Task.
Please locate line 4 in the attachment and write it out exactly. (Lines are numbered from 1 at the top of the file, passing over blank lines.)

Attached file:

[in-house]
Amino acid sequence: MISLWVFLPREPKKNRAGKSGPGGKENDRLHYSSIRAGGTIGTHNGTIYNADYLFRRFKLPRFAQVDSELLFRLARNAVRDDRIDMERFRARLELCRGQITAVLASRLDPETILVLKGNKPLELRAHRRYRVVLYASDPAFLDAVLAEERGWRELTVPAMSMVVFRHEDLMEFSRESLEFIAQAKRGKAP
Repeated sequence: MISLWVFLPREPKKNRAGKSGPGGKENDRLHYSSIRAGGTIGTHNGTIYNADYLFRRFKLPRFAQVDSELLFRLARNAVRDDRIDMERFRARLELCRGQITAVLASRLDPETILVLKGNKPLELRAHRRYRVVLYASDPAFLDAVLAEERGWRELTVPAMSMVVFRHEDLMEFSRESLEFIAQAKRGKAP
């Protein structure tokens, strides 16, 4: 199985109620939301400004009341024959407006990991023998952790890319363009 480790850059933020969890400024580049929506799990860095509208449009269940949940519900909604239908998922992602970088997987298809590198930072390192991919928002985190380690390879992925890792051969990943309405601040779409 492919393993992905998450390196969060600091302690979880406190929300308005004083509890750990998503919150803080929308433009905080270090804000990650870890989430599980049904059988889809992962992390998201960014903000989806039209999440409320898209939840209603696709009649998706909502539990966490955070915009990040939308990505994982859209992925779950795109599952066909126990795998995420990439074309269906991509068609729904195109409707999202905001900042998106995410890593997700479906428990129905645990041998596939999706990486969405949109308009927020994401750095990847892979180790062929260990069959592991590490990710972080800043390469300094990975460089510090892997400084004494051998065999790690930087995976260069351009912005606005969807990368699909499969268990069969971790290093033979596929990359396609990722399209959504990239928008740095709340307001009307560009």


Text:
């Protein structure tokens, strides 16, 4: 199985109620939301400004009341024959407006990991023998952790890319363009 480790850059933020969890400024580049929506799990860095509208449009269940949940519900909604239908998922992602970088997987298809590198930072390192991919928002985190380690390879992925890792051969990943309405601040779409 492919393993992905998450390196969060600091302690979880406190929300308005004083509890750990998503919150803080929308433009905080270090804000990650870890989430599980049904059988889809992962992390998201960014903000989806039209999440409320898209939840209603696709009649998706909502539990966490955070915009990040939308990505994982859209992925779950795109599952066909126990795998995420990439074309269906991509068609729904195109409707999202905001900042998106995410890593997700479906428990129905645990041998596939999706990486969405949109308009927020994401750095990847892979180790062929260990069959592991590490990710972080800043390469300094990975460089510090892997400084004494051998065999790690930087995976260069351009912005606005969807990368699909499969268990069969971790290093033979596929990359396609990722399209959504990239928008740095709340307001009307560009």